This morning on the radio I heard someone say that a document could be stored “in the cloud,” and determined once and for all to discover just what cloud computing means. I’m sure my understanding is quite simplistic, but to me, cloud computing means that resources and tools that consumers use are available via the Internet and therefore they do not have to own these tools to use them. Virtual software (Web 2.0 tools) allows users to create, manage, manipulate, mashup, store, and share words, images, ideas, and projects with a desktop, laptop, netbook, iPod touch, or smart phone.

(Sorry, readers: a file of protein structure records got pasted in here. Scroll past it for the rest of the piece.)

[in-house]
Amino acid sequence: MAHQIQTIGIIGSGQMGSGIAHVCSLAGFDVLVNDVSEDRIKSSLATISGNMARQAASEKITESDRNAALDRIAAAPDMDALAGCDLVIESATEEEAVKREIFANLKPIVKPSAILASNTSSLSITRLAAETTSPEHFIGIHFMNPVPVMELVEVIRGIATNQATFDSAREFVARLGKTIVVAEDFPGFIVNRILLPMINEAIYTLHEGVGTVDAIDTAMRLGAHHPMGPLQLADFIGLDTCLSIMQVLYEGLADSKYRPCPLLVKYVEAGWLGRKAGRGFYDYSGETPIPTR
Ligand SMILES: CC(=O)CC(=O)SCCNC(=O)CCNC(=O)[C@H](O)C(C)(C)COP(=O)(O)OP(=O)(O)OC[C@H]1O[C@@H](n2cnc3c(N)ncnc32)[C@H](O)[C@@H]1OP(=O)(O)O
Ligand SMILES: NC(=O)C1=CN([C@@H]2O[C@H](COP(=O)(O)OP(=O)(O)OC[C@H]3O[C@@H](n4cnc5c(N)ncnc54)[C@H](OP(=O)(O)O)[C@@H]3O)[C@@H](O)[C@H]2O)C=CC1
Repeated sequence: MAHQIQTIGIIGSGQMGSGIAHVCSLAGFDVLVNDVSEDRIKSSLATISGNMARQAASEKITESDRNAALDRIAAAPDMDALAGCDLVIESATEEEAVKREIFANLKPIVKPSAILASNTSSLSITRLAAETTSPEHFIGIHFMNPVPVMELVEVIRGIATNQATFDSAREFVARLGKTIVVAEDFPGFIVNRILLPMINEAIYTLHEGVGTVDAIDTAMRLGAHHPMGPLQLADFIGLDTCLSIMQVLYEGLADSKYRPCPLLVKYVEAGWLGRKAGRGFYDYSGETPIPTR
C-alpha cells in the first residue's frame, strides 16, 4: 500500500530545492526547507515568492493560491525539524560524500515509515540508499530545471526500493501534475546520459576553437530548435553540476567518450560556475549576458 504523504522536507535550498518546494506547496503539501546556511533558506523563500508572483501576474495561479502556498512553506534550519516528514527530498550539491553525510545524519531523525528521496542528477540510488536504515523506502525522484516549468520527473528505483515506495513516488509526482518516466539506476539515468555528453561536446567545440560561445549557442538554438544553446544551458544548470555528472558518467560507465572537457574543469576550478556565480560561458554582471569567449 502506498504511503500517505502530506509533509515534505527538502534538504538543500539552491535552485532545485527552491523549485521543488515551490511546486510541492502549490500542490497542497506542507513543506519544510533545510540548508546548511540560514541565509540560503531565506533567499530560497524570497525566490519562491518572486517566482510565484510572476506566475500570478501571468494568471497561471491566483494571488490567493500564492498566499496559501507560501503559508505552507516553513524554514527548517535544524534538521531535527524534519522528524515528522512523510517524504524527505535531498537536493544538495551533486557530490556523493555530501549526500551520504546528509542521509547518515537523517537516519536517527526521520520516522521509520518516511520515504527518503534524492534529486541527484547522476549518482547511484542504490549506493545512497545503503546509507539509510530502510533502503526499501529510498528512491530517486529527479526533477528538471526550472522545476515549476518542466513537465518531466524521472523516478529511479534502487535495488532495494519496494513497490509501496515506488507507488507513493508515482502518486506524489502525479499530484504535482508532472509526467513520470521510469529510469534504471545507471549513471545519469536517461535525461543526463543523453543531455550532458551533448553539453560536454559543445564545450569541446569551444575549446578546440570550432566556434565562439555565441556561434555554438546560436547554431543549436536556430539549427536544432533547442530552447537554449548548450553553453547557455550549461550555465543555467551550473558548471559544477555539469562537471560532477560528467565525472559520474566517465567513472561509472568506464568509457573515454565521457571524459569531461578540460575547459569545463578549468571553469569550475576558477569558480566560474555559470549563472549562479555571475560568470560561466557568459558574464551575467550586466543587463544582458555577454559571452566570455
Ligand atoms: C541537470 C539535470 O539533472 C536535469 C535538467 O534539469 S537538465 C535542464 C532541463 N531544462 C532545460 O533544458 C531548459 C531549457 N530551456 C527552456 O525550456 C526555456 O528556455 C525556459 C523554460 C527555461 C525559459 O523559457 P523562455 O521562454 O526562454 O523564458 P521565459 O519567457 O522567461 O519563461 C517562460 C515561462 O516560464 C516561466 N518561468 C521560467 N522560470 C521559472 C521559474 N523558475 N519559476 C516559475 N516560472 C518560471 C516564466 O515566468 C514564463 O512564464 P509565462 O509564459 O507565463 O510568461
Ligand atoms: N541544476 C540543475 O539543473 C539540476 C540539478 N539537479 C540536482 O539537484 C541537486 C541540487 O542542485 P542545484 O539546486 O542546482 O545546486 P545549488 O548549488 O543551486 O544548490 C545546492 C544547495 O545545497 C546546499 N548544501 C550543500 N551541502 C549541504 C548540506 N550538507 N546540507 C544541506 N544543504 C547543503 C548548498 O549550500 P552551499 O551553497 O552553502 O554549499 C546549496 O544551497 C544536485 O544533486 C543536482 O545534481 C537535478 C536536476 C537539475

I’ve been working in the cloud for awhile, but I did not know that’s what I was doing. I am also striving to get students to do the same; they need to understand how the world is communicating.
Then, this morning,coincidentally, I learned from @21stprincipal via Twitter about a cool Web tool called One Page Per Day, where users are encouraged to write just one page per day–presumably towards a novel or other major work. How wonderful! Seems like a good motivator.
Thoreau told us that if we have built our castles in the air, our work need not be lost. “That is where they should be,” he said. If we write in the cloud, we can imagine and share from everywhere, not just from our desks. Write in the cloud, and after, put foundations under our castles.